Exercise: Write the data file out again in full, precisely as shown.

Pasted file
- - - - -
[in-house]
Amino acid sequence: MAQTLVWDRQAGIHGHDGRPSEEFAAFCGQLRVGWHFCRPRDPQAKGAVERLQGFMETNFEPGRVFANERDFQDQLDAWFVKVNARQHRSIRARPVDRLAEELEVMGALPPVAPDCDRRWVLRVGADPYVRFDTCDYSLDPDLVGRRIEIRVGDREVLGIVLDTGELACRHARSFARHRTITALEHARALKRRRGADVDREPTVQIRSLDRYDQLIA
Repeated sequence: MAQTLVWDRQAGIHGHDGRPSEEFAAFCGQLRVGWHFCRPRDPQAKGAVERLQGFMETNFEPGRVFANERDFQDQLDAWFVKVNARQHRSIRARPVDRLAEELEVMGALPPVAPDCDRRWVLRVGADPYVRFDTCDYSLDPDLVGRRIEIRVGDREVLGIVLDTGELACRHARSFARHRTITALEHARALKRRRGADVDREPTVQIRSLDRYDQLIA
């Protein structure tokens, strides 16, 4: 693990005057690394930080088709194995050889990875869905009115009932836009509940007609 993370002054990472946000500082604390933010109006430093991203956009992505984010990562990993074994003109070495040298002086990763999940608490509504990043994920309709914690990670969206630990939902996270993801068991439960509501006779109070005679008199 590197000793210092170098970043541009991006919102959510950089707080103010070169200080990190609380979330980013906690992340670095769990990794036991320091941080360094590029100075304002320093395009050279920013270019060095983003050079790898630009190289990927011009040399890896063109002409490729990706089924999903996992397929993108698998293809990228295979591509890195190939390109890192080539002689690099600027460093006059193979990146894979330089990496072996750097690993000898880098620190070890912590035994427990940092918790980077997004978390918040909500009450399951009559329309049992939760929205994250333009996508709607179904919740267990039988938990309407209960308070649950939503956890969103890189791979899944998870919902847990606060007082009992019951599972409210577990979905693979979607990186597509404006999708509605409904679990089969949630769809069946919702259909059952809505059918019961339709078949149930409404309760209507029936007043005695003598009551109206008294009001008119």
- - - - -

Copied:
[in-house]
Amino acid sequence: MAQTLVWDRQAGIHGHDGRPSEEFAAFCGQLRVGWHFCRPRDPQAKGAVERLQGFMETNFEPGRVFANERDFQDQLDAWFVKVNARQHRSIRARPVDRLAEELEVMGALPPVAPDCDRRWVLRVGADPYVRFDTCDYSLDPDLVGRRIEIRVGDREVLGIVLDTGELACRHARSFARHRTITALEHARALKRRRGADVDREPTVQIRSLDRYDQLIA
Repeated sequence: MAQTLVWDRQAGIHGHDGRPSEEFAAFCGQLRVGWHFCRPRDPQAKGAVERLQGFMETNFEPGRVFANERDFQDQLDAWFVKVNARQHRSIRARPVDRLAEELEVMGALPPVAPDCDRRWVLRVGADPYVRFDTCDYSLDPDLVGRRIEIRVGDREVLGIVLDTGELACRHARSFARHRTITALEHARALKRRRGADVDREPTVQIRSLDRYDQLIA
């Protein structure tokens, strides 16, 4: 693990005057690394930080088709194995050889990875869905009115009932836009509940007609 993370002054990472946000500082604390933010109006430093991203956009992505984010990562990993074994003109070495040298002086990763999940608490509504990043994920309709914690990670969206630990939902996270993801068991439960509501006779109070005679008199 590197000793210092170098970043541009991006919102959510950089707080103010070169200080990190609380979330980013906690992340670095769990990794036991320091941080360094590029100075304002320093395009050279920013270019060095983003050079790898630009190289990927011009040399890896063109002409490729990706089924999903996992397929993108698998293809990228295979591509890195190939390109890192080539002689690099600027460093006059193979990146894979330089990496072996750097690993000898880098620190070890912590035994427990940092918790980077997004978390918040909500009450399951009559329309049992939760929205994250333009996508709607179904919740267990039988938990309407209960308070649950939503956890969103890189791979899944998870919902847990606060007082009992019951599972409210577990979905693979979607990186597509404006999708509605409904679990089969949630769809069946919702259909059952809505059918019961339709078949149930409404309760209507029936007043005695003598009551109206008294009001008119």